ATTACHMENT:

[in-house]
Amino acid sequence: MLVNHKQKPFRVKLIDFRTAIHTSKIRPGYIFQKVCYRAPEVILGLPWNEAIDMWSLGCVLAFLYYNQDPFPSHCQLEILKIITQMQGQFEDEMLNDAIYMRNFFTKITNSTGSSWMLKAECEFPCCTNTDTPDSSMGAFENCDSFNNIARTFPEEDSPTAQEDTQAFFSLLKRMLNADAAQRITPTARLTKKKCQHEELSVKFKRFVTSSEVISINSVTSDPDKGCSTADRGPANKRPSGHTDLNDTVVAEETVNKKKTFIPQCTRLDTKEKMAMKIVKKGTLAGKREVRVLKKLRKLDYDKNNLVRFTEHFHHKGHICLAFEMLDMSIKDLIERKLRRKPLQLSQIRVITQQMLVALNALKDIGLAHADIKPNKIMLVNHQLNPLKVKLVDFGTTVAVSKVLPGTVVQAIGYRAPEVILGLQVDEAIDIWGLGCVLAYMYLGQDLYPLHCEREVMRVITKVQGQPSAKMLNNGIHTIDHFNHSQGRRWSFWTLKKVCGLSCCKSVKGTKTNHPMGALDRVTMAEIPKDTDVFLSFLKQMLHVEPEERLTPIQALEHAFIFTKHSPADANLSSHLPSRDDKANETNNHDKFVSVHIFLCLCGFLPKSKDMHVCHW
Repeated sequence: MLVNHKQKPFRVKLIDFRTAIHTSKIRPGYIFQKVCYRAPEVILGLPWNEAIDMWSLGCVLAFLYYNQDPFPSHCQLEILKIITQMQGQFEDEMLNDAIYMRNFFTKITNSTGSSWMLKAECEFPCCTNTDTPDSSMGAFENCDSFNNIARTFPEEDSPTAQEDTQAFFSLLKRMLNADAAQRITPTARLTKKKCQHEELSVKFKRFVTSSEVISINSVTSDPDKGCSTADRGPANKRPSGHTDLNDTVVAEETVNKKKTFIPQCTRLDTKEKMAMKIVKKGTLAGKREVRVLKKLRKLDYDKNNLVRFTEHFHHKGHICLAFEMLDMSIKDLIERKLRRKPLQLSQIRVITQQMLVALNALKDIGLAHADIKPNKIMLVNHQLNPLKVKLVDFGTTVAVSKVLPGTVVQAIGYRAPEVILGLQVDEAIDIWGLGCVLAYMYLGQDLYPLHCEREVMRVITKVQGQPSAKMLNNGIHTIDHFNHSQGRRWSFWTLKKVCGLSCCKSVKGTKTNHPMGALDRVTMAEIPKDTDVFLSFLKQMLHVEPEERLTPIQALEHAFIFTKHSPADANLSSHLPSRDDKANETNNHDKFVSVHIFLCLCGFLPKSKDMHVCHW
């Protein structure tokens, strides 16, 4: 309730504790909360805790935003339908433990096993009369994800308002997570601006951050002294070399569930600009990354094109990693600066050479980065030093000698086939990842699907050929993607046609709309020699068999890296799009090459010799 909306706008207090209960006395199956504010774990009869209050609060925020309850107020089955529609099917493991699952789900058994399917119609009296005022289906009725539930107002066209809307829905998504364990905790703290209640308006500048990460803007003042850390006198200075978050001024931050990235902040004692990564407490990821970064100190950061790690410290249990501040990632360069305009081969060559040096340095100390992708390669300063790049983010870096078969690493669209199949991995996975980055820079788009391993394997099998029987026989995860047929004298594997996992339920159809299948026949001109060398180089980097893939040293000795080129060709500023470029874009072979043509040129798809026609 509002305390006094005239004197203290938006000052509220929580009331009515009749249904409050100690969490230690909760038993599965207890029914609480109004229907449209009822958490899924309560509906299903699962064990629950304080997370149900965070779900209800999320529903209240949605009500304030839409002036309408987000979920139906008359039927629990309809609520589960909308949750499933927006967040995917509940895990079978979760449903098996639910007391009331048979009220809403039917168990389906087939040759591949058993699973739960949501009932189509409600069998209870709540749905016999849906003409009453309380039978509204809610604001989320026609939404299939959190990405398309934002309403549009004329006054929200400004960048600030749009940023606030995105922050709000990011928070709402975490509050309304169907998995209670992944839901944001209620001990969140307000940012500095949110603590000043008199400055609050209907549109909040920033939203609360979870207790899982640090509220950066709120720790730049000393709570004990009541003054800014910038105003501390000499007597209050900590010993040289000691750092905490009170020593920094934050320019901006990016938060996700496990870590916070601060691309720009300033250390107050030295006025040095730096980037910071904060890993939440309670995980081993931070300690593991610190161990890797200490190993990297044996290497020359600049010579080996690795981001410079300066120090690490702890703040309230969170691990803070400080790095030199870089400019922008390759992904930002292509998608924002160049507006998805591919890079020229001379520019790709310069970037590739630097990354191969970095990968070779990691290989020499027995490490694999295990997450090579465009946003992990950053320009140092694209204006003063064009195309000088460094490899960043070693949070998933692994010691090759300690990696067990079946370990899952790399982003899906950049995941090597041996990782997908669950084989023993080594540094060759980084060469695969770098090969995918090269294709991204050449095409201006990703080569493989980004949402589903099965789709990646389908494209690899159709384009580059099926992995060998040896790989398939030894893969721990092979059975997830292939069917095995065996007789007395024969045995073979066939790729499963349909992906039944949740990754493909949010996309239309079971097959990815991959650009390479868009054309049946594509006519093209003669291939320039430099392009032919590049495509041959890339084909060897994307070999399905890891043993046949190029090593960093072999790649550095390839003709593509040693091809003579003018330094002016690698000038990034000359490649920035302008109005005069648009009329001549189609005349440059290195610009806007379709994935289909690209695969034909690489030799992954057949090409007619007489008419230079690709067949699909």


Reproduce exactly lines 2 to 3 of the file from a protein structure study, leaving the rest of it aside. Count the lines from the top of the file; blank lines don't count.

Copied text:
Amino acid sequence: MLVNHKQKPFRVKLIDFRTAIHTSKIRPGYIFQKVCYRAPEVILGLPWNEAIDMWSLGCVLAFLYYNQDPFPSHCQLEILKIITQMQGQFEDEMLNDAIYMRNFFTKITNSTGSSWMLKAECEFPCCTNTDTPDSSMGAFENCDSFNNIARTFPEEDSPTAQEDTQAFFSLLKRMLNADAAQRITPTARLTKKKCQHEELSVKFKRFVTSSEVISINSVTSDPDKGCSTADRGPANKRPSGHTDLNDTVVAEETVNKKKTFIPQCTRLDTKEKMAMKIVKKGTLAGKREVRVLKKLRKLDYDKNNLVRFTEHFHHKGHICLAFEMLDMSIKDLIERKLRRKPLQLSQIRVITQQMLVALNALKDIGLAHADIKPNKIMLVNHQLNPLKVKLVDFGTTVAVSKVLPGTVVQAIGYRAPEVILGLQVDEAIDIWGLGCVLAYMYLGQDLYPLHCEREVMRVITKVQGQPSAKMLNNGIHTIDHFNHSQGRRWSFWTLKKVCGLSCCKSVKGTKTNHPMGALDRVTMAEIPKDTDVFLSFLKQMLHVEPEERLTPIQALEHAFIFTKHSPADANLSSHLPSRDDKANETNNHDKFVSVHIFLCLCGFLPKSKDMHVCHW
Repeated sequence: MLVNHKQKPFRVKLIDFRTAIHTSKIRPGYIFQKVCYRAPEVILGLPWNEAIDMWSLGCVLAFLYYNQDPFPSHCQLEILKIITQMQGQFEDEMLNDAIYMRNFFTKITNSTGSSWMLKAECEFPCCTNTDTPDSSMGAFENCDSFNNIARTFPEEDSPTAQEDTQAFFSLLKRMLNADAAQRITPTARLTKKKCQHEELSVKFKRFVTSSEVISINSVTSDPDKGCSTADRGPANKRPSGHTDLNDTVVAEETVNKKKTFIPQCTRLDTKEKMAMKIVKKGTLAGKREVRVLKKLRKLDYDKNNLVRFTEHFHHKGHICLAFEMLDMSIKDLIERKLRRKPLQLSQIRVITQQMLVALNALKDIGLAHADIKPNKIMLVNHQLNPLKVKLVDFGTTVAVSKVLPGTVVQAIGYRAPEVILGLQVDEAIDIWGLGCVLAYMYLGQDLYPLHCEREVMRVITKVQGQPSAKMLNNGIHTIDHFNHSQGRRWSFWTLKKVCGLSCCKSVKGTKTNHPMGALDRVTMAEIPKDTDVFLSFLKQMLHVEPEERLTPIQALEHAFIFTKHSPADANLSSHLPSRDDKANETNNHDKFVSVHIFLCLCGFLPKSKDMHVCHW